United States v. Henderson, No. 17-2726 (8th Cir. 2018)

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Justia Opinion Summary

The Eighth Circuit affirmed the district court's revocation of defendant's supervised release. The court held that there was sufficient evidence to support the district court's judgment where defendant admitted to violating two of the special conditions of release. The court also held that the special condition prohibiting defendant from participating in any organizational financial activities was reasonably related to the 18 U.S.C. 3583(d) sentencing factors, and was not overbroad nor did it prohibit him from contributing financially to religious organizations.

Court Description: Smith, Author, with Wollman and Loken, Circuit Judges] Criminal case - Criminal law and sentencing. The evidence was sufficient to support the district court's decision to revoke defendant's supervised release as defendant admitted to violating two of the special conditions of his supervised release; the special condition barring defendant from participating in any organizational financial activities was reasonably related to the 3583(d) sentencing factors; the conditions are not overbroad and they do not prohibit defendant from contributing financially to religious organizations.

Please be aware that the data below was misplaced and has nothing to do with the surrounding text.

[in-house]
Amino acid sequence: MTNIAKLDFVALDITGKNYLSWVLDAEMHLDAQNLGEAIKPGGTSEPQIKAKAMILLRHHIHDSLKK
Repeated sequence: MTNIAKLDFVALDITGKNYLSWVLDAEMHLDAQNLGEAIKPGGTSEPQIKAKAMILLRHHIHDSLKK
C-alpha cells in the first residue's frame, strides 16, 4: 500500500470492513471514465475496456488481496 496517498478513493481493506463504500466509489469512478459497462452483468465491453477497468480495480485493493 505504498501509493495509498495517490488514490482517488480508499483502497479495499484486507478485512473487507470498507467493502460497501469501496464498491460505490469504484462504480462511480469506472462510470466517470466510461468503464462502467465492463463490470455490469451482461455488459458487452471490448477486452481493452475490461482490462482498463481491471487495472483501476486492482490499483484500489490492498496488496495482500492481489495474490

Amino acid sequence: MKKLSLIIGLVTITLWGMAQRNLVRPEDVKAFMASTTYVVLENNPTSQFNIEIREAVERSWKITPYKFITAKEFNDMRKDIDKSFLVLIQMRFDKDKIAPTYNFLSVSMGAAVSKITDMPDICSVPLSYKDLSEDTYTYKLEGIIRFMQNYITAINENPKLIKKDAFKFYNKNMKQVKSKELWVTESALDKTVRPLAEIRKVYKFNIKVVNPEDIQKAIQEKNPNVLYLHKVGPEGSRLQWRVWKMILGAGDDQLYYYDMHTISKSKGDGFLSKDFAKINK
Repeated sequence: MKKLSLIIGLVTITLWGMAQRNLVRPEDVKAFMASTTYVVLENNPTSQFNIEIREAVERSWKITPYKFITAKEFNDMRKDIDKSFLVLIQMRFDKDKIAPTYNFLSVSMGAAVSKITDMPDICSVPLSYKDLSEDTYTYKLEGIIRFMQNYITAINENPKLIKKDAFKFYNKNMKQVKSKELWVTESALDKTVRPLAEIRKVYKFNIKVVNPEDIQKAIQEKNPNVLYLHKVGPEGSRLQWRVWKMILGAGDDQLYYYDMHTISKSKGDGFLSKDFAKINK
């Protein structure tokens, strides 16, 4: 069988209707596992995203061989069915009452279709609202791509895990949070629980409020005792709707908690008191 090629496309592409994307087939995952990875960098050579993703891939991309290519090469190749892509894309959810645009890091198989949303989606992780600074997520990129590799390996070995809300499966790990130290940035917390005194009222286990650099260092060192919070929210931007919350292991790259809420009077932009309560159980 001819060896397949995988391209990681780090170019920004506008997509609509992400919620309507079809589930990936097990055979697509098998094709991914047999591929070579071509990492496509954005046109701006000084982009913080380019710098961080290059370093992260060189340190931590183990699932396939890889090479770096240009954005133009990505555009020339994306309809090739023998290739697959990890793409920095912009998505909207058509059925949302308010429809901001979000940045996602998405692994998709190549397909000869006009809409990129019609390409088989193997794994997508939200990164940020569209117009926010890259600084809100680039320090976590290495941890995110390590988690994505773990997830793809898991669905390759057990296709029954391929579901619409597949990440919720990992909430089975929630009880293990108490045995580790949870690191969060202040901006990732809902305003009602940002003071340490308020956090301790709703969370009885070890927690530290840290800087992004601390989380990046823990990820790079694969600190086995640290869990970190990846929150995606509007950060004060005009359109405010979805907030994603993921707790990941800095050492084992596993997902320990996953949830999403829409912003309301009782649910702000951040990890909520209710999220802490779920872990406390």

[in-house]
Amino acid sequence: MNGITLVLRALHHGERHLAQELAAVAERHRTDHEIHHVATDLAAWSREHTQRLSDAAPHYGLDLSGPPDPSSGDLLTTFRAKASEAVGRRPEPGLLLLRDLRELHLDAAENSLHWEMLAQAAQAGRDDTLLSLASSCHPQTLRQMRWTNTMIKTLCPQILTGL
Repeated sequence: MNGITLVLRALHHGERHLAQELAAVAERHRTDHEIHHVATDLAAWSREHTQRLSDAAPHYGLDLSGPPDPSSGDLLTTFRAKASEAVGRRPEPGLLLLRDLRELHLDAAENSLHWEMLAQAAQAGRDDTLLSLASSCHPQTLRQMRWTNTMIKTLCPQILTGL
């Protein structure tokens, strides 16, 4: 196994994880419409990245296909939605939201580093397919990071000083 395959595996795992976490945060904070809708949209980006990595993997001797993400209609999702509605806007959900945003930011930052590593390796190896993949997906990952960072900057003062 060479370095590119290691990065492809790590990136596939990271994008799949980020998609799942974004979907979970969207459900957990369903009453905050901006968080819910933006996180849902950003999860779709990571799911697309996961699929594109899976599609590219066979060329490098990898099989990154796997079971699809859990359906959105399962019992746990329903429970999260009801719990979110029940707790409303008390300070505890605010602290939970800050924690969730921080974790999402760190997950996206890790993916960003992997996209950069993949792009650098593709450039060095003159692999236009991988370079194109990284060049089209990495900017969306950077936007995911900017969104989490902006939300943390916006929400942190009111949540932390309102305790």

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United States Court of Appeals For the Eighth Circuit ___________________________ No. 17-2726 ___________________________ United States of America lllllllllllllllllllllPlaintiff - Appellee v. Larry Lee Henderson lllllllllllllllllllllDefendant - Appellant ____________ Appeal from United States District Court for the Eastern District of Missouri - St. Louis ____________ Submitted: April 12, 2018 Filed: August 30, 2018 ____________ Before SMITH, Chief Judge, WOLLMAN and LOKEN, Circuit Judges. ____________ SMITH, Chief Judge. Larry Lee Henderson challenges the district court’s1 revocation of his supervised release, claiming insufficiency of the evidence. He also contends that two special conditions of his supervised release (1) are not reasonably related to the 18 1 The Honorable Henry E. Autrey, United States District Judge for the Eastern District of Missouri. U.S.C. § 3583(d) sentencing factors; (2) involve a greater deprivation of liberty than reasonably necessary; and (3) are inconsistent with the pertinent Sentencing Commission policy statements. We affirm. I. Background A. Original Conviction In February 2014, while completing a prison term at a Bureau of Prisons halfway house, Henderson fraudulently purchased a car. As laid out in the undisputed presentence investigation report (PSR), Henderson obtained a 2004 Chevrolet Tahoe, priced at $13,871.50, from Driver Seat Auto Sales, LLC (“Driver Seat Auto”), in St. Charles, Missouri. Henderson identified himself as bishop, pastor, and chairman of the Holy Temple National Assembly of Churches, Inc., also known as the World Council of the National Assembly of Churches, Inc. To make the purchase, Henderson presented the car dealership with a $1,200 check as down payment. To obtain financing for the remainder of the purchase price, Henderson completed an online loan application, where he falsely claimed to be employed by the “US Ecclesiastical Court,” drawing a salary of $5,800 per month. PSR at 5, United States v. Henderson, No. 4:14-cr-00207-HEA (E.D. Mo. Nov. 3, 2014), ECF No. 32. He produced two paystubs purportedly from the “US Ecclesiastical Court,” as well as a 2013 Wage and Tax Statement (W-2) from the same company.2 Id. The W-2 noted Henderson’s salary at $62,882.56. Based on the false information he provided, Henderson received approval for his online financing application, and Henderson drove away in the Tahoe. Henderson’s down payment check to Driver Seat Auto bounced. Its bank informed the dealership that the check came from a closed account. The company then contacted Henderson, who—after multiple collection attempts—promised to 2 Henderson was not employed during these times, as he spent most of the previous eight years in prison. -2- make good on the down payment. Two months later, Henderson paid the company with a cashier’s check, satisfying the down payment amount. Around the same time, Henderson fraudulently procured a Missouri Department of Revenue Notice of Lien Release (“Lien Release”) for the Tahoe. He then used that document to apply for—and receive—a $4,000 loan from the Missouri Title Loan Company in St. Louis, Missouri. On his loan application, Henderson claimed—falsely—to be employed by an entity called “US Legal,” with a salary of $2,370 every two weeks. Id. Henderson subsequently cashed the $4,000 check; he kept $2,000 as cash and placed $2,000 as a cashier’s check payable to the Holy Temple National Assembly Church. Henderson also received another loan from Missouri Title Loan for $1,200 based on the forged Lien Release and the false information he previously provided to the company. Throughout this time period, Henderson wired multiple payments for the financed Tahoe. However, only one of the payments was credited. The others failed because the originating bank accounts either lacked sufficient funds or were nonexistent. A grand jury indicted Henderson on two counts: wire fraud, in violation of 18 U.S.C. § 1343, and mail fraud, in violation of 18 U.S.C. § 1341. Henderson pleaded guilty to wire fraud, and in exchange the government dismissed the mail fraud charge. While Henderson awaited sentencing, probation officers uncovered another one of his fraud schemes: [A]gents learned that Henderson was planning to start a new business named the Committee for Ex-Offenders Equality Association, which appeared to be an auxiliary to Henderson’s Holy Temple National Assembly Church. . . . Henderson sought to rent property which was advertised for lease on Craigslist. The property included a business location and a residence in Florissant, Missouri. Specifically, in June 2014, Henderson contacted Meinecke Enterprises and arranged a meeting to discuss the lease of the property in Florissant, Missouri. Henderson and his associate . . . and an unknown male met with Meinecke and agreed to lease the property and possibly purchase the property by August 31, 2014. The rental application noted that the -3- applicant was the Holy Temple Church and the business at the location was to be named Committee Center of Holy Temple Outreach. On July 1, 2014, Henderson provided Meinecke three checks totaling $4,300.00. After attempting to deposit the checks, on July 3, 2014, the checks were returned as counterfeit as they purported to be drawn on a non-existent account located at Clayton Bank which is located in Tennessee. Id. at 6–7 (bold omitted). The PSR also recounted Henderson’s three prior federal convictions for bank fraud, manufacture of forged securities, and unlawful use of counterfeited securities. Henderson’s total offense level of nine and criminal history category VI yielded a Guidelines recommended range of 21 to 27 months’ imprisonment. At sentencing, the government voiced its concerns regarding Henderson’s history of noncompliance while on supervised released. It also advocated for a sentence at the high end of the Guidelines range, asking the court to take into account Henderson’s lengthy criminal history involving misrepresentation. The government then asked the district court to impose as a special condition of supervised release that Henderson “cannot act in any capacity for any employer, including a church or nonprofit entity, in either a salaried or volunteer capacity, to include a board member or consultant without the prior approval of the U.S. Probation Office.” Sentencing Hr’g Tr. at 9, United States v. Henderson, No. 4:14-cr-00207-HEA (E.D. Mo. Jan. 7, 2015), ECF No. 60. Henderson objected, averring that the proposed condition inappropriately restricted his employment and infringed on his rights under the First Amendment. He suggested that the court instead impose conditions that prohibit him from “opening new [bank] accounts, . . . using checks, [and require him to] hav[e] a different financial officer at the church to handle the finances.” Id. at 10. The district court adopted Henderson’s recommendation and ordered that -4- [Henderson shall] not be self-employed or be employed as a “consultant” . . . without the written permission of the Probation Office. [Henderson shall] not be employed as a board member or a consultant or a volunteer or aid or assistant or in any other capacity associated with the church that has been the subject of discussion here that would allow him in any way, shape, manner, or form access to or involvement in any type of financial activity. Id. at 16. Further, the court barred Henderson from “creat[ing], operat[ing], manag[ing], or participat[ing] in the creation, operation, or management of any business entity, including a family business, without the written permission of the Probation Office.” Id. at 19. These prohibitions subsequently became special conditions of supervised release 8 and 9, respectively. See Am. J. at 4, United States v. Henderson, No. 4:14-cr-00207-HEA (E.D. Mo. Feb. 17, 2015), ECF No. 65. In imposing the special conditions, the court carefully explained to Henderson that he was to have no part in the financial matters of any organization, including his church. The court noted that “[e]verybody has th[e] right to participate in their church, to express their belief, [and] to proceed with an expression of their religion.” Sentencing Hr’g Tr. at 24. According to the court, Henderson may participate in church activities; he simply may not “do anything that has to do with money in the church.” Id. at 18. Henderson assured the district court that he understood the restrictions. The court sentenced Henderson to 27 months’ imprisonment, followed by three years of supervised release. The sentence was at the top of the calculated Guidelines range. B. Revocation Proceedings Henderson’s incarceration ended in March 2017, and his three-year supervised release commenced. In May 2017, the probation office suspected that Henderson had violated his probation conditions, again while living at a Bureau of Prisons halfway house. The government initiated an investigation, which revealed that Henderson, -5- under the name Bishop Larry Henderson-Bey, had begun administering a public Facebook page entitled “The National Assembly of Churches.” Government’s Motion to Revoke Def.’s Supervised Release at 2, United States v. Henderson, No. 4:14-cr00207-HEA (E.D. Mo. May 3, 2017), ECF No. 73 The page’s cover photo showed an image of Henderson at a desk in an office setting, superimposed by a logo of the organization. The cover also included the coat of arms of the Bishop of the National Assembly of Churches. Henderson frequently updated the Facebook page and informed visitors that he also managed “The Daniel Matthews Ecclesiastical College” (“Daniel Matthews”). The college proclaimed itself to be the “largest ecclesiastical college providing marketable/occupational studies to local churches and exoffenders,” which had been in operation for more than 24 years. Id. at 3. Daniel Matthews’s Facebook page identified Henderson’s son, Daniel L. M. Henderson, as the “Chair of [the] Board of Incorporators.” Id. Henderson posted multiple advertisements for Daniel Matthews, including job offers and free or reduced tuition offers. Henderson’s Facebook page also provided enrollment information for Daniel Matthews and provided a Paypal hyperlink where prospective students could pay their application fees. Henderson posted photos of purported sites for the college’s St. Louis headquarters, credit union, and admissions office. Some posts provided a phone number for the college; the number was Henderson’s personal cell phone number. The government’s investigation exposed the entire Daniel Matthews operation as fraudulent. Alleging that Henderson violated special conditions 8 and 9, the government filed a motion to revoke Henderson’s supervised release. One week after its first motion, the government filed a supplemental motion to revoke after interviewing two individuals. One person was hired by Daniel Matthews to perform maintenance. Henderson interacted with this individual on behalf of the college. This person told government investigators that all of his paychecks from Daniel Matthews were returned because of insufficient funds. The second person the government -6- investigators interviewed identified herself as a student registrant at Daniel Matthews. She, too, communicated with Henderson who claimed to represent the college. After learning that all Daniel Matthews offices had been closed and the scheduled student orientation canceled, she called Henderson to complain. Henderson then assured her that the orientation had been rescheduled; he also offered her a job at Daniel Matthews. Approximately one month after the government’s supplemental motion to revoke, the probation office petitioned the court to issue a warrant for Henderson’s arrest, alleging that Henderson violated two standard conditions and special conditions 7 and 9 of supervised release. In its petition, the probation office noted that during every telephone and face-to-face contact with Henderson, he assured the probation officer that he was not operating or managing a business. The probation office expressly stated that its petition was submitted as a supplement to the government’s motions. Henderson subsequently was arrested and released on his own recognizance. Between the original motion to revoke and the two subsequent supplemental motions, the government and the probation office together alleged that Henderson violated two standard conditions as well as specials conditions 7, 8, and 9. At the revocation hearing, Henderson’s counsel stated to the court that Henderson wanted to waive the hearing for the two Grade C3 violations corresponding to special conditions 8 and 9. Henderson then asked the court to permit him to continue his supervised release, or in the alternative, to be sentenced to home confinement. The government objected, noting that in an effort to remain on supervised release, Henderson procured a forged letter on Daniel Matthews 3 A Grade C violation is “conduct constituting (A) a federal, state, or local offense punishable by a term of imprisonment of one year or less; or (B) a violation of any other condition of supervision.” U.S.S.G. § 7B1.1(a)(3). -7- letterhead, purportedly from the dean and general board member of the college, asking the court not to send Henderson back to prison. The government also pointed out that Henderson lied to the court, claiming he had diabetes and a heart condition that required surgery. The government concluded that Henderson’s “probation should be revoked or his supervised release should be revoked; that he should be confined because, quite frankly, he isn’t going to stop unless he is confined. And we have seen that time and time again.” Supervised Release Revocation Hr’g Tr. at 19, United States v. Henderson, No. 4:14-cr-00207-HEA (E.D. Mo. July 20, 2017), ECF No. 118. The district court, after placing Henderson under oath, confirmed that Henderson admitted the two Grade C violations and waived the hearing. The court advised Henderson of the consequences of his admission and waiver. It then reminded Henderson of its effort to ensure that Henderson understood fully the special conditions of supervised release at the original sentencing. The district court then sentenced Henderson to 12 months and 1 day in the Bureau of Prisons, followed by 18 months of supervised release, for violating special conditions 8 and 9. The court also imposed the same conditions of supervised release imposed at Henderson’s original sentencing, including the special conditions. The written judgment, however, stated that Henderson violated standard conditions 2 and 3 and special conditions 7 and 9. See J. at 1–2, United States v. Henderson, No. 4:14-cr-00207-HEA (E.D. Mo. July 20, 2017), ECF No. 108. II. Discussion Henderson now challenges his revocation of supervised release, claiming insufficiency of the evidence. He also argues that the supervised release special conditions should be removed. We disagree and affirm. -8- A. Sufficiency of the Evidence to Revoke Supervised Release Henderson claims the district court lacked sufficient evidence to revoke his supervised release. The written judgment reflected that Henderson violated standard conditions 2 and 3 and special conditions 7 and 9. Henderson argues that he did not admit to violating the standard conditions or to violating special condition 7. Further, he asserts that the government presented no evidence for those violations. Henderson also contends that the probation office’s petition to revoke supersedes the government’s two prior motions to revoke. Usually, “[t]he court’s . . . factfinding as to whether or not a violation occurred is reviewed for clear error.” United States v. Boyd, 792 F.3d 916, 919 (8th Cir. 2015) (quoting United States v. Carothers, 337 F.3d 1017, 1019 (8th Cir. 2003)). But when an appellant fails to raise his objections before the district court, we review for plain error. United States v. Taylor, 747 F.3d 516, 519 (8th Cir. 2014) (citing United States v. Taylor, 679 F.3d 1005, 1007 (8th Cir. 2012)). A single violation based on a preponderance of the evidence is sufficient for revocation. United States v. Miller, 557 F.3d 910, 914 (8th Cir. 2009) (citing 18 U.S.C. § 3583(e)(3)). We will reverse for clear error “only if we have a definite and firm conviction that the District Court was mistaken.” United States v. Willis, 433 F.3d 634, 636 (8th Cir. 2006) (quoting United States v. Bahena, 223 F.3d 797, 802 (8th Cir. 2000)). In contrast, we will reverse for plain error only when we find an “(1) error, (2) that is plain, and (3) that affects substantial rights. If all three conditions are met, an appellate court may then exercise its discretion to notice a forfeited error, but only if (4) the error seriously affects the fairness, integrity, or public reputation of judicial proceedings.” United States v. Pirani, 406 F.3d 543, 550 (8th Cir. 2005) (en banc) (quoting Johnson v. United States, 520 U.S. 461, 466–67 (1997)). The government asserts that because Henderson failed to raise objections before the district court, plain error review is appropriate. Henderson, to the contrary, argues that our review on this issue should be for clear error, since he had no opportunity to object to the -9- district court’s written judgment. We conclude that Henderson’s sufficiency argument fails under either standard of review. The district court had undisputed evidence that Henderson violated the conditions of his supervised release. First, we note that the probation office’s petition to revoke did not supersede the government’s two prior motions. Rather, the petition expressly stated that it supplemented the two previous motions by the government. See Pet. for Warrant or Summons for Offender Under Supervision at 4, United States v. Henderson, No. 4:14cr-00207-HEA (E.D. Mo. June 12, 2017), ECF No. 90 (“This petition is submitted as a supplement to the Government’s Motions.”). Thus, between the two motions and the petition, the government alleged that Henderson violated two standard conditions and special conditions 7, 8, and 9. At the revocation proceeding, Henderson waived the hearing and admitted to violating special conditions 8 and 9, and the district court revoked Henderson’s supervised release based on those two violations. The written judgment incorrectly reflected that Henderson violated two standard conditions and special condition 7; it correctly noted that Henderson violated special condition 9 but omitted Henderson’s violation of special condition 8. “When a district court’s oral sentence conflicts with the written judgment, ‘the oral sentence controls.’” United States v. Silva, 865 F.3d 1027, 1029 (8th Cir. 2017) (per curiam) (quoting United States v. Foster, 514 F.3d 821, 825 (8th Cir. 2008)). Further, “[t]he Supreme Court or any other court of appellate jurisdiction may affirm, modify, vacate, set aside or reverse any judgment, decree, or order of a court lawfully brought before it for review.” 28 U.S.C. § 2106. A remand to the district court is unnecessary when we can “correct the error ourselves.” United States v. Anobah, 734 F.3d 733, 739 (7th Cir. 2013); see also United States v. Noble, 179 F. App’x 400, 401 (8th Cir. 2006) (per curiam) (modifying written judgment without remand). Here, because Henderson admitted to violating special conditions 8 and 9 of his supervised release, the district court had ample evidence to revoke. No remand is necessary, and -10- we modify the judgment to reflect that Henderson violated special conditions 8 and 9 of his supervised release. B. Imposition of the Special Conditions Henderson for the first time on appeal challenges the imposition of the two special conditions, contending they (1) are not reasonably related to the 18 U.S.C. § 3583(d) sentencing factors; (2) involve a greater deprivation of liberty than reasonably necessary; and (3) are inconsistent with the pertinent policy statements from the Sentencing Commission. Because Henderson failed to object to the special conditions to the district court, we review for plain error. See United States v. Carlson, 406 F.3d 529, 531 (8th Cir. 2005) (“When a defendant fails to object to the special condition at sentencing, . . . we review for plain error.” (citation omitted)). 1. Reasonably Related to § 3583(d) Sentencing Factors Henderson argues that the special conditions are not reasonably related to the sentencing factors. However, on this issue, Henderson focuses only on the court’s restriction on his involvement with church finances. See Appellant’s Br. at 30–31. We therefore limit our inquiry to that special condition. See Chay-Velasquez v. Ashcroft, 367 F.3d 751, 756 (8th Cir. 2004) (“Since there was no meaningful argument on this claim in his opening brief, it is waived.”) Pursuant to 18 U.S.C. § 3583(d), [a] district court has broad discretion to impose special conditions of supervised release. Under § 3583(d), special conditions must be reasonably related to four factors: the nature and circumstances of the offense and the history and characteristics of the defendant, the need to afford adequate deterrence to criminal conduct, the need to protect the public from future crimes of the defendant, and the need to provide the defendant with needed educational or vocational training, medical care, or other correctional treatment in the most effective manner. The special condition need not be related to all four factors; instead, the factors are weighed independently. -11- United States v. Moore, 860 F.3d 1076, 1078 (8th Cir. 2017) (alteration in original) (citations and internal quotations omitted). Henderson argues that the special condition is not reasonably related to the sentencing factors because “the only involvement of Henderson’s church was as the payee of a cashier’s check in the amount of $2,000 that Henderson had secured after having already perpetrated the loan fraud upon Missouri Title.” Appellant’s Br. at 30. He likens his case to United States v. Wittig, 528 F.3d 1280 (10th Cir. 2008). As a case from a sister circuit, Wittig is not binding on this court. Wittig is also readily distinguishable. In Wittig, the district court barred the defendant from employment “in any capacity in which he will have executive authority over any business, company or agency, and shall not engage in any financial agreements or negotiations involving any business, company or agency without the prior approval of the Court.” Id. at 1284 (citation omitted). The Tenth Circuit reversed the district court, finding no relationship between the defendant’s criminal conduct and his position as an executive; the court concluded that “[t]he offense of conviction was based on [the defendant’s] personal conduct, not his conduct as an executive. . . . The mere fact [the defendant] engaged in [the criminal] conduct while employed as an executive does not establish the necessary connection between the conduct and his management/executive positions.” Id. at 1288. The Wittig defendant’s criminal conduct—fraudulent concealment of a personal loan—was unrelated to his position as an executive. Henderson, on the other hand, intertwined his church activities with his fraudulent dealings. Henderson’s restriction is in line with prior cases where we have upheld the employment prohibitions. See, e.g., Carlson, 406 F.3d at 532 (affirming special condition prohibiting defendant from working in the medical field, because he “fraudulently obtained prescription medication hundreds of times over the course of several years. His occupation as an orthopedic physician’s assistant placed him in close proximity -12- to prescription medication, and he used sample medications obtained through his employment on at least two previous occasions” (citation omitted)); United States v. Choate, 101 F.3d 562, 566 (8th Cir. 1996) (affirming self-employment restriction where “[t]he district court had before it evidence of three separate businesses [the defendant] operated that all ended up perpetuating the same cycle of fraud. One of these businesses started up after [the defendant] was indicted”). We hold that the special condition barring Henderson from participating in any organizational financial activities during his supervised release is reasonably related to the § 3583(d) sentencing factors, and we find no error. 2. Greater Deprivation of Liberty than is Necessary Henderson next contends that even if the two special conditions are reasonably related to the sentencing factors, the restrictions deprive Henderson of his liberty more than is necessary. He argues that neither restriction provides exceptions, and they are, therefore, overbroad. Further, Henderson suggests that the church finance prohibition infringes his First Amendment rights, as the restriction “would bar him from donating money to the church because such donation would be a type of financial activity.” Appellant’s Br. at 36. The conditions are neither overbroad nor do they prohibit him from contributing financially to religious organizations. Henderson relies on United States v. West, 829 F.3d 1013 (8th Cir. 2016), to support his argument that the conditions are overbroad. In West, the defendant believed he was not required to pay federal income taxes; he wrote an e-book and managed, owned, participated in, or contributed to various websites regarding his tax avoidance schemes. Id. at 1016. Subsequent to the defendant’s conviction for tax evasion, the district court barred the defendant from creating, establishing, or maintaining any websites; the court also prohibited the defendant from the use of any computers without the prior written approval of a probation officer. Id. at 1017. We reversed, noting that “[a]lthough [the defendant] misused his access to the Internet, -13- websites present an important mode of communicative and commercial intercourse in our society through which [the defendant] can exercise his right to speak.” Id. at 1021. Further, we emphasized that because “[t]his court is ‘particularly reluctant to uphold sweeping restrictions on important constitutional rights,’ . . . such [absolute] bans are disfavored.” Id. (alterations and ellipsis in original) (quoting United States v. Bender, 566 F.3d 748, 753 (8th Cir. 2009)). Henderson faces no absolute or sweeping restrictions on important constitutional rights. In imposing the restriction on participation in church finances, the district court carefully explained to Henderson—both at the original sentencing and at the revocation hearing—that Henderson’s participation in his church is narrowly limited to prohibiting his handling of church finances. Giving money to the church is not prohibited. See United States v. Mefford, 711 F.3d 923, 927 (8th Cir. 2013) (“We will only strike down a condition of supervised release as unconstitutionally overbroad ‘if its overbreadth is real and substantial in relation to its plainly legitimate sweep.’” (quoting United States v. Thompson, 653 F.3d 688, 695 (8th Cir. 2011))). We note also that Henderson himself proposed this special condition to the district court. 3. Consistence with Pertinent Policy Statements Although Henderson raises the contention that the special conditions are inconsistent with pertinent Sentencing Commission policy statements, he presents no discussion as to how the conditions are inconsistent with any policy statements. We consider the claim waived for lack of a meaningful argument. See Chay-Velasquez, 367 F.3d at 756. -14- III. Conclusion We affirm the district court, but we modify Henderson’s revocation judgment to reflect accurately that he violated only special conditions 8 and 9 of his supervised release. ______________________________ -15-